Twice in a week I've heard of another pilgrim!  An Italian on pilgrimage from somewhere north of Mexico to Brazil.  He passed through some months ago.  He's got a credenzial like I do, but pulls along some type of little handcart instead of a backpack.  I'm curious to know more about him, but we've so far only passed two places in common - Ciudad Hidalgo and Pijijiapan.  How exciting - in all this distance from Buenos Aires, I haven't heard of any other pilgrims.  Buen Camino, Pelegrino Italiano!

I've got a route pretty well worked out to Oaxaca, and based on distance, it will take 12 days more to reach the goal.  August 10th, looks like it.  

Monday, July 8, 2013

Day 298 If it's Tuesday, this must be Guatemala...

I've been hiking quite a pace through hot and hilly Central America, but how can it be helped?  The towns the explorative Spaniards left behind are not spaced 40 kilometers apart, as is the norm for a colonial day's walk, but more consistantly closer to 50 kilometers.  It's a pleasant stretch of the legs I can't complain about, but by the time I get to a town, find the smiling assistance I need who will get me tucked into a parish house, convent or private house for the night, clean up and eat, there is just no time to even ask if there's internet available.  In these 18 days since my last blog, I've logged more than 800 kilometers, an average of 46 per day - and in such heat and humidity! though when I climb the shoulders of the dormant volcanoes, into plantations of coffee trees and rolling fields of corn, the cooler climate is welcomed.  Honestly, except for devoted sun-worshipping pilgrims, I can't recommend this area for long pilgrimages because of this brutish combination of heat and distance... It's hard to image why the Spaniards pushed forward to establish more widely spaced towns here.  Optimistically, I look forward to slightly cooler temperatures as I head northward into Mexico.  Another five days of walking and I'll be at the final border crossing of the journey.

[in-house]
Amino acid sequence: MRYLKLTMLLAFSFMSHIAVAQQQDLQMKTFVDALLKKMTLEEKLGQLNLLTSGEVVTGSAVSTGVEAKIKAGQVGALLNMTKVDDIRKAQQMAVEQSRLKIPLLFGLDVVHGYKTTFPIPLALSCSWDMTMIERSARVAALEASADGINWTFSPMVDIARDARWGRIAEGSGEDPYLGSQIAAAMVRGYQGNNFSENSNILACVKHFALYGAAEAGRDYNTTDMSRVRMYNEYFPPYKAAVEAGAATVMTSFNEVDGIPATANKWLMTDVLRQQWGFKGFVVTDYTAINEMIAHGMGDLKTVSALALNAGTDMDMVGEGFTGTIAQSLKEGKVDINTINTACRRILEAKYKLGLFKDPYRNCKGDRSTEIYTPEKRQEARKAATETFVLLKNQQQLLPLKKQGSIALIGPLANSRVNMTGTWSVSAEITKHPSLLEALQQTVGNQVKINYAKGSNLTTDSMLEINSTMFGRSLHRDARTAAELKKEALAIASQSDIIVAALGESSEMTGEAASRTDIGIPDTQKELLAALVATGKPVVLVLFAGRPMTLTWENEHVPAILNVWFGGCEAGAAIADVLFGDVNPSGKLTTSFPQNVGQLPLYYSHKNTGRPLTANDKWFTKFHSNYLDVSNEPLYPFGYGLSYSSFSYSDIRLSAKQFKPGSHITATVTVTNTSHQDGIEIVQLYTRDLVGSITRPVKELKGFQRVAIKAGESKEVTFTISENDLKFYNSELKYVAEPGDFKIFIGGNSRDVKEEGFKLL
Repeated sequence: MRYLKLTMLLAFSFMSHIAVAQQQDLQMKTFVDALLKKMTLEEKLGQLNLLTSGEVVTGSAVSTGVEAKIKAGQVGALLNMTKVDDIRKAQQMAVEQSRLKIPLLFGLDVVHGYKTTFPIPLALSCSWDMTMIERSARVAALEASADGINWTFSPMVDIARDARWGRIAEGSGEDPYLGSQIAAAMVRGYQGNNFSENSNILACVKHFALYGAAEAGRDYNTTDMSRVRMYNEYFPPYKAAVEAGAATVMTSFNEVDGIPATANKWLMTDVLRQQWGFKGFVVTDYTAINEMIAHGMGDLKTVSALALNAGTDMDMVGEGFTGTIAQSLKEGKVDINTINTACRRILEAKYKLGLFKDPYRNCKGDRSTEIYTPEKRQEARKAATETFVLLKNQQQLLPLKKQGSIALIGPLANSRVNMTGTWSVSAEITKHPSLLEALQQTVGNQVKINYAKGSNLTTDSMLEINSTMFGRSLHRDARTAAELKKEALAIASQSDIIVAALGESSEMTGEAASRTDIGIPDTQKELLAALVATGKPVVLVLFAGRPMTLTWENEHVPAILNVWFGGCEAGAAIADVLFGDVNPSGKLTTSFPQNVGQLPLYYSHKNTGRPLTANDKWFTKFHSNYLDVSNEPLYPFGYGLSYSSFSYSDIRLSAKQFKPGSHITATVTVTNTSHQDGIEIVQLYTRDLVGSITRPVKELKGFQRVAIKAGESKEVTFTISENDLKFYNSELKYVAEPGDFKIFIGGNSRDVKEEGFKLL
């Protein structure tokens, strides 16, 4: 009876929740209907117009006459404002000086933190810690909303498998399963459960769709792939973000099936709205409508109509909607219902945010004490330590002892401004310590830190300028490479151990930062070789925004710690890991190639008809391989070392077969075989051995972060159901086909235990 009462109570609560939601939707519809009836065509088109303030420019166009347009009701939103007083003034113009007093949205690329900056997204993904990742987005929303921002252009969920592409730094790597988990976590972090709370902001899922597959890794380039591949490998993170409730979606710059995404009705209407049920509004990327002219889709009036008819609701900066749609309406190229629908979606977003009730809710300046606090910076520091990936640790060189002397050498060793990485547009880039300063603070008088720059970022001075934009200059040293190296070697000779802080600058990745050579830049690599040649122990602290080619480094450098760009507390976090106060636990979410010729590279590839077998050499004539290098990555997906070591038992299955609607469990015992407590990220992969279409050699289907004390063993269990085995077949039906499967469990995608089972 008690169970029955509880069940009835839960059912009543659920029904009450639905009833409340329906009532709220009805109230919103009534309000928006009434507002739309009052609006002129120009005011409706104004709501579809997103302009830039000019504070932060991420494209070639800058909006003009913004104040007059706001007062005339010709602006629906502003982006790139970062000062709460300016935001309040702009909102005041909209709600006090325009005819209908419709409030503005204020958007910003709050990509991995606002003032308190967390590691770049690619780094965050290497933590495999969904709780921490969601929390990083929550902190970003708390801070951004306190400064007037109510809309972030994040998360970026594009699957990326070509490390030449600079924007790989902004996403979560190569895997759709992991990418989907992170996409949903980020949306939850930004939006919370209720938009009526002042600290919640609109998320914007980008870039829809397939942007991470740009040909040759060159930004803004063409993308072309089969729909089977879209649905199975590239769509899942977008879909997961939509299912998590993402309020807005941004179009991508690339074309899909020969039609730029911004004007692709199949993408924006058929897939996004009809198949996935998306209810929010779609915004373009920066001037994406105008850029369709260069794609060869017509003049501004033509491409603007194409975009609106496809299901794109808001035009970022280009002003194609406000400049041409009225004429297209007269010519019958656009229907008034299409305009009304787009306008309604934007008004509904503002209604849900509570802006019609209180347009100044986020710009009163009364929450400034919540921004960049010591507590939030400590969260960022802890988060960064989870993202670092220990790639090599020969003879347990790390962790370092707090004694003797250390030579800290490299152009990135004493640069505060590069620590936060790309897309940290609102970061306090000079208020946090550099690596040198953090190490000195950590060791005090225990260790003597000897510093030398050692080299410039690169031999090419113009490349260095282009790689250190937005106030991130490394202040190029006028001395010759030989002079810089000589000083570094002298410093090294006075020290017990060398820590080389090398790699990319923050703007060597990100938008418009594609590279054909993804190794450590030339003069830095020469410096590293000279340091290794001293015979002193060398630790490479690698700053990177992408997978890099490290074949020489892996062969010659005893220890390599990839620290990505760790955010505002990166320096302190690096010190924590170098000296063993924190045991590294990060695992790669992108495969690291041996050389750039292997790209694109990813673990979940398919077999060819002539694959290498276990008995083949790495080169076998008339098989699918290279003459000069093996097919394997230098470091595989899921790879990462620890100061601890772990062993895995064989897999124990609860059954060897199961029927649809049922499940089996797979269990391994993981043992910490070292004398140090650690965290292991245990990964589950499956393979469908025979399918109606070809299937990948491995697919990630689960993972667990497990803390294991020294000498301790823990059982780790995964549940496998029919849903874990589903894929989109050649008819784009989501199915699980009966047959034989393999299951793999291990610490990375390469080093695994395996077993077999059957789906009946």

Don't go thinking that I, the intrepid pilgrim, want the pilgrimage to end soon - no, no just the heat, and Central America is always hot, so it's unavoidable.  I had thought that walking through during the rainy season would be a bit easier than during the dry season - sound planning - but it's been a rather dry rainy season everywhere I've walked, one everyone is blaming on global warming and we're all somehow serving collective penance together.  Next pilgrimage will be deeply in winter where the world is covered in snow, so soft on the feet.

A highlight of my walk since the last blog has been the stopover at the Santuario de Esquipulas, the first night in Guatemala.  I stayed with the fellas at the Benedictine Monastery and Seminary and was lulled by the chanting within the stone walls.  Further on, I passed through a valley town called Mataquescuintla after a 2,000-meter descent and asked about a brilliant white church on the opposite mountainside.  A sanctuary, I was erroneously told, that compelled a visit.  There I found 32 nuns, with white habits and lispy northern Spain accents... quick to recognize the significance of the scallop shell on my backpack, they ushered me to a seat at the table, offered cafe-con-leche and bocadillas (little sandwiches) and to put a stamp in my credencial.  Their mission of the last 11 years since the house was founded has been perpetual adoration - for 24/7 a minimum of two nuns kneel before the monstrance to adore a consecrated host.  Perpetual anything is something to be admired... perpetual.  Eleven years may not be much, but someday, centuries from now, its significance will count for a lot, and they plan to continue for all time, eternity, without ever stopping.  You've got to start somewhere.  Something like the first pilgrimage begins with the first steps, and now I've tallied more than 30,000 kilometers (and at roughly 67 strides per 100 meters, that's...more than 20 million steps in this pilgrim life of mine).